- There were no keynote presentations or concurrent sessions. It was a series of important conversations between thought leaders. Unrehearsed, substantive, sometimes controversial, sometimes argumentative, and always informed and thoughtful, these discussions between two, three, four and five experts explored issues and practices that matter to business leaders and talent management professionals.
- The thought leaders were asked to participate in the entire day – in fact the day started with each of the 12 of us giving a brief overview of the reasons we were participating and our particular point of view; the day ended with each of the 12 of us sharing what was the most impactful learning we experienced during the conference. Additionally, each of us participated in one or two of the live discussions and asked questions of our colleagues in the other discussions. We also were part of the studio audience so we were seated side by side with the live audience throughout the day.
- There were almost no PowerPoint slides. Really. The focus was on having real discussions and exploring different points of view.
- Participants were encouraged to weigh in and agree/disagree or ask questions. The comments came from the studio audience where a microphone was available as well as from the remote participants via telephone, Twitter and a chat box on the RecruitFest! Live web site.
- The focus on the “participant experience” covered both the live attendees and the remote attendees – with an emphasis on the experience of the 3,800+ remote attendees. The technology employed to ensure a rich remote experience included a 3-camera video team, a web site that offered the live stream, a chat box and question box, and the call in telephone number.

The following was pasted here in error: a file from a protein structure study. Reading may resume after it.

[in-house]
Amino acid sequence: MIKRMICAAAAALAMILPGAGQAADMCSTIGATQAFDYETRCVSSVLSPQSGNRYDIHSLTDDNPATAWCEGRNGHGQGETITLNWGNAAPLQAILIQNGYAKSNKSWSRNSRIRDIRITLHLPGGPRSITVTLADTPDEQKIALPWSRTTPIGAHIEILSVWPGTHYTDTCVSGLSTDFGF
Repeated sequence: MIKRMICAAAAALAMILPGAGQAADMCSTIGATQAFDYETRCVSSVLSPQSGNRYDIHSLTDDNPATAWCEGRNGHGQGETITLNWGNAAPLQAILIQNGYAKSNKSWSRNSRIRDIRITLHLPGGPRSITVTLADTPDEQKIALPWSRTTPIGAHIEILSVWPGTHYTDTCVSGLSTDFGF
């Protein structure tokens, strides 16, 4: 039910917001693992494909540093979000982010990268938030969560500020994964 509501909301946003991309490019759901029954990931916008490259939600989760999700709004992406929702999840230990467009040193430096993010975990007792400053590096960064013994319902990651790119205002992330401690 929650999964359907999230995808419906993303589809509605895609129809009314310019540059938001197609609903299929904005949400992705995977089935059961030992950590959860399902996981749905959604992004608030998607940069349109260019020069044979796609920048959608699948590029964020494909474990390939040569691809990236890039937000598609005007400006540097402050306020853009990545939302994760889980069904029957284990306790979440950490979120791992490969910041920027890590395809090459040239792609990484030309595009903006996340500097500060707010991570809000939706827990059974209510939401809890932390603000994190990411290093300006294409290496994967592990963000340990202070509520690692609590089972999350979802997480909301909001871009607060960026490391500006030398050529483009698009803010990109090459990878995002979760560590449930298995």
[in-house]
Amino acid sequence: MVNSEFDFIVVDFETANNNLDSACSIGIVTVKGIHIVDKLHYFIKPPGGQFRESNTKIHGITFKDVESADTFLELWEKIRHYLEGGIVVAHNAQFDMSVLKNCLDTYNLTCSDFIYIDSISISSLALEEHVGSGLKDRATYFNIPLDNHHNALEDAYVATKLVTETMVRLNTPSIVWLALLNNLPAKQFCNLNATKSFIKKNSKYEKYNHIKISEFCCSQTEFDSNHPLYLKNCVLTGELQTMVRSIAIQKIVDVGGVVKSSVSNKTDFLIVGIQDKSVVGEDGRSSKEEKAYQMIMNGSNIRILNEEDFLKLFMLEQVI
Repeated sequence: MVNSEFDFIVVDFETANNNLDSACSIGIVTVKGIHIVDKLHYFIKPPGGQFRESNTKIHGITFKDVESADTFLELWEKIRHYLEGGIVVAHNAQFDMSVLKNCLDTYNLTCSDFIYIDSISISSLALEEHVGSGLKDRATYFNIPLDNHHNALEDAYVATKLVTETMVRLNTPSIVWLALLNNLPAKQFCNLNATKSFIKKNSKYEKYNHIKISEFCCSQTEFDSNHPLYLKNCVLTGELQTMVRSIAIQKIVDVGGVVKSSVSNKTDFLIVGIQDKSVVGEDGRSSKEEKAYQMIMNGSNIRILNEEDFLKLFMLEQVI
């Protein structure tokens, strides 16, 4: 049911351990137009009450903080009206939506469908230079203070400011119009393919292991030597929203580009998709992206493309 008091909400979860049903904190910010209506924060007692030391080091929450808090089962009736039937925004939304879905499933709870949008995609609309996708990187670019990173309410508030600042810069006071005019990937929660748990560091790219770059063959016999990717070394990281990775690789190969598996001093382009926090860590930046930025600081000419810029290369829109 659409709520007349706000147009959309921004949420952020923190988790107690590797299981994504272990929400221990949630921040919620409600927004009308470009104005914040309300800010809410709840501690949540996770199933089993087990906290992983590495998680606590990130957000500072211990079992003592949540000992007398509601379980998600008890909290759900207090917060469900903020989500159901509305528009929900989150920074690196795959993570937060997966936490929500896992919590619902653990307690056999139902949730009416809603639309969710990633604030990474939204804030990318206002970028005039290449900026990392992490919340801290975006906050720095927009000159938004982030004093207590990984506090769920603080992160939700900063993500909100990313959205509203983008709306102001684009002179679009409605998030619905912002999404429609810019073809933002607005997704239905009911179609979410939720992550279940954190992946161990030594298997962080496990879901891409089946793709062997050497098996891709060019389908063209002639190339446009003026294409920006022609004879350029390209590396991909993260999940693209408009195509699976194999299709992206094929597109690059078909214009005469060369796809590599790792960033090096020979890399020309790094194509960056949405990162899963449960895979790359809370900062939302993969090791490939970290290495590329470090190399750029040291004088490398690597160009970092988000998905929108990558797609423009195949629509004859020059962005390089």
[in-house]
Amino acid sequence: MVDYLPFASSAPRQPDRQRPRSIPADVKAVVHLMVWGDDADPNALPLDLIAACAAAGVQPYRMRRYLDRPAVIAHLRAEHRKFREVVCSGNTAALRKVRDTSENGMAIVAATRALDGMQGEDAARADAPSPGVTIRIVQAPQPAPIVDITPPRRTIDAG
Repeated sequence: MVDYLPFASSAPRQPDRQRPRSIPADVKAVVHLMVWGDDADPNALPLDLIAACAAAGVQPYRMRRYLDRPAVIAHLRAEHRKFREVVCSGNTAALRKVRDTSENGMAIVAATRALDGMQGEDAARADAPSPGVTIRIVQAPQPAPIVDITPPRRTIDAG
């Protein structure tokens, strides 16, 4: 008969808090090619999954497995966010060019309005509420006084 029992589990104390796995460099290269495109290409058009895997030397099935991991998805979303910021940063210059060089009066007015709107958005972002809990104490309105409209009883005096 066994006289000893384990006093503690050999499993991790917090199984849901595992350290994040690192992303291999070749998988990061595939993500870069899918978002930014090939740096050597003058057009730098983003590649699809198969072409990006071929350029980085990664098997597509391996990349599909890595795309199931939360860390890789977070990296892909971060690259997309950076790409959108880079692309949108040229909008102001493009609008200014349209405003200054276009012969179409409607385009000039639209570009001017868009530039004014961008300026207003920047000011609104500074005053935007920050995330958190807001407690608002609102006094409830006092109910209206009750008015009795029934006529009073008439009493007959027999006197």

- The sponsors were all involved in creating the experience. They suggested speakers, they participated in crafting the discussion agenda, they were in the audience and participated in the Twitter stream and through their blogs.
- The marketing was almost exclusively conducted through social media: Twitter, blog posts, FaceBook pages and LinkedIn updates. In a matter of 2 weeks the number of registered attendees grew from just over 100 to the nearly 3,900 participants (from 38 countries).
- The venue was more TV studio than conference classroom venue. The newly re-constructed Paramount Theatre (part of Emerson College) and stage gave the conference a look and feel that felt contemporary and useful and made the live streaming feel natural.
- The entire day was recorded and will be shared with anyone who would like to experience this next step in the evolution of conferences. (Click here to enter your email address so you may receive the url.)
Although it was a tremendous and exciting experience, it wasn’t a perfect experience. Clearly the financial model needs some more thought. And the studio audience could have been engaged even more. But I have to tell you, after managing conferences, attending conferences, and being a keynote speaker at conferences, this was more fun, more engaging, more interesting, more exciting and more impactful from a learning perspective than any other conference in which I’ve played a part. And I’ve been involved in a lot of conferences.